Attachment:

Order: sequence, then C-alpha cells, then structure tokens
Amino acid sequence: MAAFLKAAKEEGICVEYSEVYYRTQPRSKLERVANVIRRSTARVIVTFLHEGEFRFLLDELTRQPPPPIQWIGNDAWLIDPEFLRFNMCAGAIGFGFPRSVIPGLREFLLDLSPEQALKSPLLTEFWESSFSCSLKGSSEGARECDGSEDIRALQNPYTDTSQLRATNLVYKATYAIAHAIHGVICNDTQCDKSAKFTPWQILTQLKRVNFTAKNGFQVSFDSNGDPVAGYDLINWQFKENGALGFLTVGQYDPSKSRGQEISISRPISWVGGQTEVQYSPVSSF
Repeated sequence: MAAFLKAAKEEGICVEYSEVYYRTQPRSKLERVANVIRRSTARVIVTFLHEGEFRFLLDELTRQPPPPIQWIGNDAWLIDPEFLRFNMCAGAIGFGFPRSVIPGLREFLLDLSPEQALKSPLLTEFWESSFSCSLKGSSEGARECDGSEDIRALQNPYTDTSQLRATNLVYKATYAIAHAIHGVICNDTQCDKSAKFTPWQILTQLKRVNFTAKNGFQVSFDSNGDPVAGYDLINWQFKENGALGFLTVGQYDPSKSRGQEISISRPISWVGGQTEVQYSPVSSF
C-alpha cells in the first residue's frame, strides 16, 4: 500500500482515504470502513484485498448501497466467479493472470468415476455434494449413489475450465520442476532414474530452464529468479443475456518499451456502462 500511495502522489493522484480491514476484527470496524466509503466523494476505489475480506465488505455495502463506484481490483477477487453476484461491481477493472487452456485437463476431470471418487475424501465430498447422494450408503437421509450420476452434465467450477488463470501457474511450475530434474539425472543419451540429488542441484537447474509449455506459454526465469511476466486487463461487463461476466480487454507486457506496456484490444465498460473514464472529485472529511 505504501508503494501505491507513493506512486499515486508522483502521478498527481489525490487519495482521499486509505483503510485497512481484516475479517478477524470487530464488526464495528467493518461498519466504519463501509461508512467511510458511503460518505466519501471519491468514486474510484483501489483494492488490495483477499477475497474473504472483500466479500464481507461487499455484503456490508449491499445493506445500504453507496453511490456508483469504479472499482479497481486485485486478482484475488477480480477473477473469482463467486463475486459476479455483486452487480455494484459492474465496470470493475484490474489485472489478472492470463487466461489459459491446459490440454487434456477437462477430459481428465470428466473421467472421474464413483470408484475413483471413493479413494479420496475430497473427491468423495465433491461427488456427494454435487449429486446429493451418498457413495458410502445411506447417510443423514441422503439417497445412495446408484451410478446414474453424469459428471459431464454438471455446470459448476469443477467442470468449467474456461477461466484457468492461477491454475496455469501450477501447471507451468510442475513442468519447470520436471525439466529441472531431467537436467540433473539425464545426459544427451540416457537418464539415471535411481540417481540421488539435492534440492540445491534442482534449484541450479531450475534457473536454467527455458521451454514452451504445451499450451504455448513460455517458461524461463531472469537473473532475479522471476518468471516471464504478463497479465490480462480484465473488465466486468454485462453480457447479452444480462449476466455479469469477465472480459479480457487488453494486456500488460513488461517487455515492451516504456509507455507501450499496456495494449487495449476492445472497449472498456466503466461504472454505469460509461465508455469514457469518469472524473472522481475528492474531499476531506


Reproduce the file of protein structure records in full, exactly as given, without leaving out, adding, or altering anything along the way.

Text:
Order: sequence, then C-alpha cells, then structure tokens
Amino acid sequence: MAAFLKAAKEEGICVEYSEVYYRTQPRSKLERVANVIRRSTARVIVTFLHEGEFRFLLDELTRQPPPPIQWIGNDAWLIDPEFLRFNMCAGAIGFGFPRSVIPGLREFLLDLSPEQALKSPLLTEFWESSFSCSLKGSSEGARECDGSEDIRALQNPYTDTSQLRATNLVYKATYAIAHAIHGVICNDTQCDKSAKFTPWQILTQLKRVNFTAKNGFQVSFDSNGDPVAGYDLINWQFKENGALGFLTVGQYDPSKSRGQEISISRPISWVGGQTEVQYSPVSSF
Repeated sequence: MAAFLKAAKEEGICVEYSEVYYRTQPRSKLERVANVIRRSTARVIVTFLHEGEFRFLLDELTRQPPPPIQWIGNDAWLIDPEFLRFNMCAGAIGFGFPRSVIPGLREFLLDLSPEQALKSPLLTEFWESSFSCSLKGSSEGARECDGSEDIRALQNPYTDTSQLRATNLVYKATYAIAHAIHGVICNDTQCDKSAKFTPWQILTQLKRVNFTAKNGFQVSFDSNGDPVAGYDLINWQFKENGALGFLTVGQYDPSKSRGQEISISRPISWVGGQTEVQYSPVSSF
C-alpha cells in the first residue's frame, strides 16, 4: 500500500482515504470502513484485498448501497466467479493472470468415476455434494449413489475450465520442476532414474530452464529468479443475456518499451456502462 500511495502522489493522484480491514476484527470496524466509503466523494476505489475480506465488505455495502463506484481490483477477487453476484461491481477493472487452456485437463476431470471418487475424501465430498447422494450408503437421509450420476452434465467450477488463470501457474511450475530434474539425472543419451540429488542441484537447474509449455506459454526465469511476466486487463461487463461476466480487454507486457506496456484490444465498460473514464472529485472529511 505504501508503494501505491507513493506512486499515486508522483502521478498527481489525490487519495482521499486509505483503510485497512481484516475479517478477524470487530464488526464495528467493518461498519466504519463501509461508512467511510458511503460518505466519501471519491468514486474510484483501489483494492488490495483477499477475497474473504472483500466479500464481507461487499455484503456490508449491499445493506445500504453507496453511490456508483469504479472499482479497481486485485486478482484475488477480480477473477473469482463467486463475486459476479455483486452487480455494484459492474465496470470493475484490474489485472489478472492470463487466461489459459491446459490440454487434456477437462477430459481428465470428466473421467472421474464413483470408484475413483471413493479413494479420496475430497473427491468423495465433491461427488456427494454435487449429486446429493451418498457413495458410502445411506447417510443423514441422503439417497445412495446408484451410478446414474453424469459428471459431464454438471455446470459448476469443477467442470468449467474456461477461466484457468492461477491454475496455469501450477501447471507451468510442475513442468519447470520436471525439466529441472531431467537436467540433473539425464545426459544427451540416457537418464539415471535411481540417481540421488539435492534440492540445491534442482534449484541450479531450475534457473536454467527455458521451454514452451504445451499450451504455448513460455517458461524461463531472469537473473532475479522471476518468471516471464504478463497479465490480462480484465473488465466486468454485462453480457447479452444480462449476466455479469469477465472480459479480457487488453494486456500488460513488461517487455515492451516504456509507455507501450499496456495494449487495449476492445472497449472498456466503466461504472454505469460509461465508455469514457469518469472524473472522481475528492474531499476531506